Breaking News! Chinese Researchers Discover circRNAs Encoded By SARS-CoV-2 Virus That Can Cause Cancer! Millions Expected To Get Cancer Eventually!
SARS-CoV-2 And Cancer
: A new study by Chinese researchers from Hunan University has found the presence of thousands of viral proteins known as circRNAs encoded by the SARS-CoV-2 coronavirus with some that have the potential to trigger cellular and genetic reactions that can lead to cancer ultimately.
It is already known that the life-threatening coronaviruses MERS-CoV, SARS-CoV-1 and SARS-CoV-2 (SARS-CoV-1/2) have caused and will continue to cause enormous morbidity and mortality to humans.
Virus-encoded noncoding RNAs are poorly understood in coronaviruses. Data mining of viral-infection-related RNA-sequencing data has resulted in the identification of 28 754, 720 and 3437 circRNAs encoded by MERS-CoV, SARS-CoV-1 and SARS-CoV-2, respectively
Interestingly MERS-CoV exhibits much more prominent ability to encode circRNAs in all genomic regions than those of SARS-CoV-1/2. Viral circRNAs typically exhibit low expression levels. Moreover, majority of the viral circRNAs exhibit expressions only in the late stage of viral infection.
Detailed analysis of the competitive interactions of viral circRNAs, human miRNAs and mRNAs in MERS-CoV infections reveals that viral circRNAs up-regulated genes related to mRNA splicing and processing in the early stage of viral infection, and regulated genes involved in diverse functions including cancer, metabolism, autophagy, viral infection in the late stage of viral infection.
Also similar analysis in SARS-CoV-2 infections reveals that its viral circRNAs down-regulated genes associated with metabolic processes of cholesterol, alcohol, fatty acid and up-regulated genes associated with cellular responses to oxidative stress in the late stage of viral infection.
A few genes regulated by viral circRNAs from both MERS-CoV and SARS-CoV-2 were enriched in several biological processes such as response to reactive oxygen and centrosome localization.
This study provides the first glimpse into viral circRNAs in three deadly coronaviruses and would serve as a valuable resource for further studies of circRNAs in coronaviruses.
It also provides a warning about potential cancers that could ultimaltely develop in millions of so called ‘recovered’ COVID-19 patients!
The study findings were published in the Oxford Academic peer reviewed journal: Briefings in Bioinformatics.
To date, the COVID-19 pandemic caused by the SARS-CoV-2 has claimed more than 2.8 million lives. SARS-CoV-2 belongs to the Coronaviridae
family, which contains a positive and single-stranded RNA genome. In addition to SARS-CoV-2, researchers have reported the presence of six potential coronaviruses that can infect the human population.
Between 2002–2004, SARS-CoV-1 had claimed over 900 lives across 32 countries. MERS-CoV had been also reported to cause epidemics in over 20 countries, since 2012. The data up to January 2020 revealed that this virus had already caused 866 deaths.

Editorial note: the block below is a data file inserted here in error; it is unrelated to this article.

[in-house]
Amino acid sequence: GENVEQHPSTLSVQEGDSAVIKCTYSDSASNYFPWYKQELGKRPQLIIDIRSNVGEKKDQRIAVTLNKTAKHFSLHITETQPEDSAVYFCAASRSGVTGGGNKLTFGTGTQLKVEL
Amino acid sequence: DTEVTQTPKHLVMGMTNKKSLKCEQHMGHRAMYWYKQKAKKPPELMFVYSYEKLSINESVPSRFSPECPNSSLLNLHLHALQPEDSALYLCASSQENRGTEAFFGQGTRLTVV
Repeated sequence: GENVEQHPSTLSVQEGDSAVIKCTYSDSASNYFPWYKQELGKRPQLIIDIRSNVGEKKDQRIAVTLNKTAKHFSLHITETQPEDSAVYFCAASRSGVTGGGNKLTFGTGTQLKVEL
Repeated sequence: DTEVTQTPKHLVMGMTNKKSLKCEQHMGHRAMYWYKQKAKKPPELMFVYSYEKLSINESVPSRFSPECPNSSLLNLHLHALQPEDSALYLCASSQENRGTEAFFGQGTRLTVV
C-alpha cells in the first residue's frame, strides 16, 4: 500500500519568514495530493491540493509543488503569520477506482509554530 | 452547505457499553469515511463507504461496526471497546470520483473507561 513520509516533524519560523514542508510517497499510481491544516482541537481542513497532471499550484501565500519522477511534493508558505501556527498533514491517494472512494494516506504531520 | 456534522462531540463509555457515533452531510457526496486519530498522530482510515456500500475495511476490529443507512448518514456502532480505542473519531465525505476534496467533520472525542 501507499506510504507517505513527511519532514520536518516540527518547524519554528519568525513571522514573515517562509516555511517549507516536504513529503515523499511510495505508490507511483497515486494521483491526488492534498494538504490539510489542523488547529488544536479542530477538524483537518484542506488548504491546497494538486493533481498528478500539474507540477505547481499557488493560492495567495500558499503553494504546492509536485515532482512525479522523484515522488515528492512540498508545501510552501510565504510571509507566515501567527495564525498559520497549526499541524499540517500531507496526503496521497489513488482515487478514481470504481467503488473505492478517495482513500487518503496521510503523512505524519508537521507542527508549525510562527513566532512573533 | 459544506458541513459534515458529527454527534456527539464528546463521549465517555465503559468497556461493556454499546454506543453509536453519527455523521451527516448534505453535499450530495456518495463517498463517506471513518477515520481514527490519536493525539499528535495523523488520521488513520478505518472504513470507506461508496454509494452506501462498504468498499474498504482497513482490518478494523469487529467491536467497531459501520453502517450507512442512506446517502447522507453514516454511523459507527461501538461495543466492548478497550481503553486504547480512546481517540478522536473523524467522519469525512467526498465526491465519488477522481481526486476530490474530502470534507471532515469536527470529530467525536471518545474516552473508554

By analyzing this data, researchers concluded that coronaviruses have a high mortality rate and are life-threatening to humans.
Typically coronaviruses contain large RNA genomes and are categorized into four genera, namely, Alphacoronavirus, Betacoronavirus, Gammacoronavirus, and Deltacoronavirus.
Importantly the SARS-CoV-1, SARS-CoV-2, and MERS-CoV belong to the genera Betacoronavirus, which contains open reading frames (ORFs). These ORFs encode nonstructural proteins (nsps), and structural proteins such as spike (S), envelope (E), membrane (M), nucleocapsid (N), and accessory proteins. An extensive body of research has revealed that virus-encoded noncoding RNAs play a crucial role in the infection process. The identification of noncoding RNAs in coronaviruses therefore plays a significant role in understanding the complex transcription process.
It should be noted that the circular RNAs (circRNAs) are reported to possess varied functions in mammals and plants. These are covalently closed long noncoding RNAs that lack a 3’ poly(A) tail and 5’ cap. The diverse functions of circRNAs are owing to the presence of multiple protein binding sites. It also encodes proteins and interacts with other proteins as a part of its varied functions. For instance, circFOXO3 can inhibit the process of the cell cycle by binding to cyclin-dependent kinase 1 and cyclin-dependent kinase 2 during the cell cycle.
Past research has revealed that several viral circRNAs, such as hpv-circE7, ebv-circRPMS1, and ebv-circLMP2A, are associated with the development of cancers. Scientists have identified and characterized circRNAs from cancer-associated viruses, namely, Epstein–Barr virus and the Kaposi’s sarcoma herpesvirus. However, there is a research gap in regards to circRNAs in coronaviruses.
This new research has alarmingly identified thousands of circRNAs in Betacoronaviruses, including MERS-CoV, SARS-CoV-1, and SARS-CoV-2, from the RNA-sequencing data of viral infections. These coronaviruses have a similar genomic structure with a diverse circRNA coding ability.
These viral circRNAs can function as microRNA (miRNA) sponges, by binding proteins, or by encoding proteins. For example, ciRS-7 contains more than 70 binding sites for miR-7 and correlates with the human disease by affecting miR-7 activity.